B.T. Brown describes how self-righteous indignations over past injustices impacts our thinking. “The mind makes judgments, measures loss, takes blame, and assigns guilt.” These kinds of grievances grease the mind’s hamster wheel, keeping it well-oiled and endlessly churning. Jumping off the hamster wheel is a choice one can choose to make. To stop the scorekeeping, one must unplug from the mind’s default of fault-finding in order to offer forgiveness.
My last column focused on the benefits of forgiveness. One reader wrote in response, “I can actually feel my body shutting itself down whenever I’m caught up in anger and resentment toward people who have hurt me. The release of energy I feel when I let go is divine….” This column suggests how to “let go” and forgive yourself and others.
Forgiveness is like taking out the trash, it needs to be done regularly. If not, the stockpiling of injuries will create “stinking thinking.” The more frequently one forgives, the less chance a logjam of hurts can accumulate. There isn’t a right or wrong way to do forgiveness. A place to start is to make an intention to forgive and to release whatever weighs heavily upon you.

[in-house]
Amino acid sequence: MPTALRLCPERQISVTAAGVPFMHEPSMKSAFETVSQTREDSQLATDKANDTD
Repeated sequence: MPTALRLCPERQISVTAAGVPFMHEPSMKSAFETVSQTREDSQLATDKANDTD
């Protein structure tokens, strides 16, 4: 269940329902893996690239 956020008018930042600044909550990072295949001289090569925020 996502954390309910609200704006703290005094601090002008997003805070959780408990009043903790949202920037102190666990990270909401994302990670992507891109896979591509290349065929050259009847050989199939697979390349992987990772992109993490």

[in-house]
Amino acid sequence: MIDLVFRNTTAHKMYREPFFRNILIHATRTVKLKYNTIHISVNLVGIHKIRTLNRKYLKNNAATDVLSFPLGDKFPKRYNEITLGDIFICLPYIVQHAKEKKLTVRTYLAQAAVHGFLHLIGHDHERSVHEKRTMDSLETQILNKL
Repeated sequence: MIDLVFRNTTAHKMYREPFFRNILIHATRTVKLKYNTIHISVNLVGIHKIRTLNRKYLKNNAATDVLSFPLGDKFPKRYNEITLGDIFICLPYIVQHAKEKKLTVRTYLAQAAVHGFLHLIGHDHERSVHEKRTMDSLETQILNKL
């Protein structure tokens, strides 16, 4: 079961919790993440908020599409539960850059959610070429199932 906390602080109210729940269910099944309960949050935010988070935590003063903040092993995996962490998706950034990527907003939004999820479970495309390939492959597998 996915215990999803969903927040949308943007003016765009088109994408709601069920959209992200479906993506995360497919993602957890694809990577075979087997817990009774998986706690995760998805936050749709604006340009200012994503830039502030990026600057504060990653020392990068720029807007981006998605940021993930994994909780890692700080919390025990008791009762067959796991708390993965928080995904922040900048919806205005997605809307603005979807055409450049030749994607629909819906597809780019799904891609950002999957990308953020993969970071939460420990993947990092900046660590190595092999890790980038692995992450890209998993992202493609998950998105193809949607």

In this process, tapping into the spiritual heart with its core essence of love will help you forgive.
With trauma, dealing with the immensity of what’s happened requires an ongoing forgiveness process. Doing a one-time forgiveness will not be enough to fully release all the pain endured. Do the forgiveness often to unburden the pain from your heart. If needed, ask for help.
While parenting, it never occurred to me that I could forgive myself for regrettable choices made. Acknowledging how painfully flawed I felt as a parent evoked sadness and shame. Anyone who has been a parent, or is currently in the fullness of parenting, knows how challenging it can be! No matter how much you love your child, words will fly out of your mouth that you wish you could magically reel back in. Frustrations and impatience can easily spill into anger. Realistically, expect parenting imperfections to occur, which necessitates learning how to forgive yourself as an imperative.